COUNTY HISTORY AND MAP OF COUNTY HISTORICAL LANDMARKS
The indigenous peoples of what is now Riverside County are the Luiseño, Cupeño and Cahuilla Indians. The Luiseño lived in the Aguanga and Temecula Basins, Elsinore Trough and eastern Santa Ana Mountains and southward into San Diego County. The Cahullia lived to the east and north of the Luiseño in the inland valleys, Santa Rosa and San Jacinto Mountains and the desert of the Salton Sink.
The first European settlement in the county was a Mission San Luis Rey de Francia estancia or farm, at the Luiseño village of Temecula. Grain and grapes were grown here. In 1819, the Mission granted land to Leandro Serrano, mayordomo of San Antonio de Pala Asistencia for the Mission of San Luis Rey for Rancho Temescal.
Following Mexican independence and the 1833 confiscation of Mission lands, more ranchos were granted. Rancho Jurupa in 1838, El Rincon in 1839, Rancho San Jacinto Viejo in 1842, Rancho San Jacinto y San Gorgonio in 1843, Ranchos La Laguna, Pauba, Temecula in 1844, Ranchos Little Temecula, Potreros de San Juan Capistrano in 1845, Ranchos San Jacinto Sobrante, La Sierra (Sepulveda), La Sierra (Yorba), Santa Rosa and San Jacinto Nuevo y Potrero in 1846.
When the initial 27 California counties were established in 1850 the area today known as Riverside County was divided between Los Angeles County and San Diego County. In 1853 the eastern part of Los Angeles County was used to create San Bernardino County. Between 1891 and 1893 several proposals, and legislative attempts, were put forth to form new counties in Southern California. These proposals included one for a Pomona County and one for a San Jacinto County. None of the proposals were adopted until a measure to create Riverside County was signed by Governor Henry H. Markham on March 11, 1893.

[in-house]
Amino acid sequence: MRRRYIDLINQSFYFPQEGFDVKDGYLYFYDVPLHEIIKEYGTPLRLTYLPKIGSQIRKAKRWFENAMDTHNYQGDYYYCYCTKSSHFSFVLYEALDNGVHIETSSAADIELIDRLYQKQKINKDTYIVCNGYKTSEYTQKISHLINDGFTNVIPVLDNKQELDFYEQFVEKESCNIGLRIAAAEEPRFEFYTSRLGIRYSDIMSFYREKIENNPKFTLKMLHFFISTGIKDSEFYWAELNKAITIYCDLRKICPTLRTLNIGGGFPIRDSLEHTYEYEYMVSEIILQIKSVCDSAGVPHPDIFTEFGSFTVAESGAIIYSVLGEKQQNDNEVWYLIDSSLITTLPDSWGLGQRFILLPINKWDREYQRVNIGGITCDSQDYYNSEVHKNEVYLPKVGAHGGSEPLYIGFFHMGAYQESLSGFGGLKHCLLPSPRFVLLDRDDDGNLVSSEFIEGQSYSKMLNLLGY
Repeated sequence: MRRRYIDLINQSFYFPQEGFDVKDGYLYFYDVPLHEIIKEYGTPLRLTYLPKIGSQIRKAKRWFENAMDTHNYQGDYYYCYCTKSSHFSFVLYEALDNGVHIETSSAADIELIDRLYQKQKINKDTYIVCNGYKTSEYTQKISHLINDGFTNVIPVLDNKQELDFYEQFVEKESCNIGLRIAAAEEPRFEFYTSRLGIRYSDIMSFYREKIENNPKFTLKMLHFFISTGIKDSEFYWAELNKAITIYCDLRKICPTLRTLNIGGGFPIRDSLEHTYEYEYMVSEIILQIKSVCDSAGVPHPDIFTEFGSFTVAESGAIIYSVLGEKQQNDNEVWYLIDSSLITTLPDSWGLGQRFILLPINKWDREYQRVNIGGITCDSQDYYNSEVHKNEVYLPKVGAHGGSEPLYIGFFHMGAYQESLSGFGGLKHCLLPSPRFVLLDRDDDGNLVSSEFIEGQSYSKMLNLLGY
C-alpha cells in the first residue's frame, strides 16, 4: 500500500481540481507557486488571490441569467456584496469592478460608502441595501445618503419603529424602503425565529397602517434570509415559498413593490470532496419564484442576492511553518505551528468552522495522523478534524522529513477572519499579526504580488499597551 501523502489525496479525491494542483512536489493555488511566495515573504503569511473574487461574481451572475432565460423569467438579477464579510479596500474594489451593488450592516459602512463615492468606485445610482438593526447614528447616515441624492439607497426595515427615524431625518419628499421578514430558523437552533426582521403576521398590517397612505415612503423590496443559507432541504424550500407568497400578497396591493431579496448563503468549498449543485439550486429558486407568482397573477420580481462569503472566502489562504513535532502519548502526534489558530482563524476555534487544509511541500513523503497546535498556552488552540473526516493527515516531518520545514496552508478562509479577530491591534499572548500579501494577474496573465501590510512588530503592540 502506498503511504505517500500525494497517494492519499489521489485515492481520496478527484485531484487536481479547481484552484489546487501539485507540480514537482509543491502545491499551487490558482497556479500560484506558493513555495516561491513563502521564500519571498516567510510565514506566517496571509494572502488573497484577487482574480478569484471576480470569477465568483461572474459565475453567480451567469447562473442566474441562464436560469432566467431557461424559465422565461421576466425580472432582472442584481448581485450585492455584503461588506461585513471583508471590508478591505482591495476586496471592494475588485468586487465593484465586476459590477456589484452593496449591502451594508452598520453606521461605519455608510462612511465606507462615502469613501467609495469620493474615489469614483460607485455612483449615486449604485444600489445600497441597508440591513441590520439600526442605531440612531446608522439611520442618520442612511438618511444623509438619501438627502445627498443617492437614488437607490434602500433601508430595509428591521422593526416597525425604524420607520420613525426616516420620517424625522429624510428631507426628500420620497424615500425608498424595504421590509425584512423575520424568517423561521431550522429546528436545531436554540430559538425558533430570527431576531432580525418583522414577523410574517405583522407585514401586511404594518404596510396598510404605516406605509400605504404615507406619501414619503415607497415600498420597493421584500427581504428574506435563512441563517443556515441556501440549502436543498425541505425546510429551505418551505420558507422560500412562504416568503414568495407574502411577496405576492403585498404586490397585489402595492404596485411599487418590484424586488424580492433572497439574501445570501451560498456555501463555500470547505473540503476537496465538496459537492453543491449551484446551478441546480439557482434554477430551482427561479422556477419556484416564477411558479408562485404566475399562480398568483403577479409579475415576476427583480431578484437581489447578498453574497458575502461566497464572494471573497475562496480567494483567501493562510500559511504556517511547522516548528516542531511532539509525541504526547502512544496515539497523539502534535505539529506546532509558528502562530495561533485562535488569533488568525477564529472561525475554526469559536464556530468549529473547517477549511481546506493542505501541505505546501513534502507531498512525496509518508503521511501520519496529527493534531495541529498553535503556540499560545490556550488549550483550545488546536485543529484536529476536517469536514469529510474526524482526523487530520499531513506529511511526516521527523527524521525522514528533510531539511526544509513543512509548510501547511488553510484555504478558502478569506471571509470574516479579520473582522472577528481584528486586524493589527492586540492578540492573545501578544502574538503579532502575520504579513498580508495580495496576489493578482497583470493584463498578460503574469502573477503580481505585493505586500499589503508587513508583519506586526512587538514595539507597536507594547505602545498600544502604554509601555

The new county was created from parts of San Bernardino County and San Diego County. On May 2, 1893, seventy percent of voters approved the formation of Riverside County. Voters chose the city of Riverside as the county seat, also by a large margin. Riverside County was officially formed on May 9, 1893, when the Board of Commissioners filed the final canvass of the votes.
The county is also the location of the March Air Reserve Base, one of the oldest airfields continuously operated by the United States military. Established as the Alessandro Flying Training Field in February 1918, it was one of thirty-two U.S. Army Air Service training camps established after the United States entry into World War I in April 1917.
Riverside county was a major focal point of the Civil Rights Movements in the USA, especially the African-American sections of Riverside and heavily Mexican-American communities of the Coachella Valley visited by Cesar Chavez of the farm labor union struggle.
COUNTY HISTORICAL LANDMARKS (LIST)
#20: Parent Washington Navel Orange Tree
#101: Giant Desert Figures
#102: Site of Louis Rubidoux House
#103: Site of De Anza Camp, March 1774
#104: Site of Indian Village Pochea
#185: Serrano Boulder
#186: Serrano Tanning Vats
#187: Carved Rock
#188: Butterfield Stage Station
#190: Painted Rock
#224: Ruins of Third Serrano Adobe
#303: Site of Old Rubidoux Grist Mill
#557: Hemet Maze Stone
#638: Old Temescal Road
#738: Corona Founders Monument
#761: Mission Inn
#787: De Anza Crossing of the Santa Ana River, 1775 and 1776
#943: Cornelius and Mercedes Jenson Ranch
#948: Site of Blythe Intake
#985: Desert Training Center – Camp Young
#985: Desert Training Center – Camp Coxcomb
#985: Desert Training Center – Camp Granite
#989: Soviet Transpolar Landing Site
#992: Site of Contractor’s General Hospital
#1005: Santa Rosa Rancho
#1009: Ramona Bowl, Site of the Ramona Pageant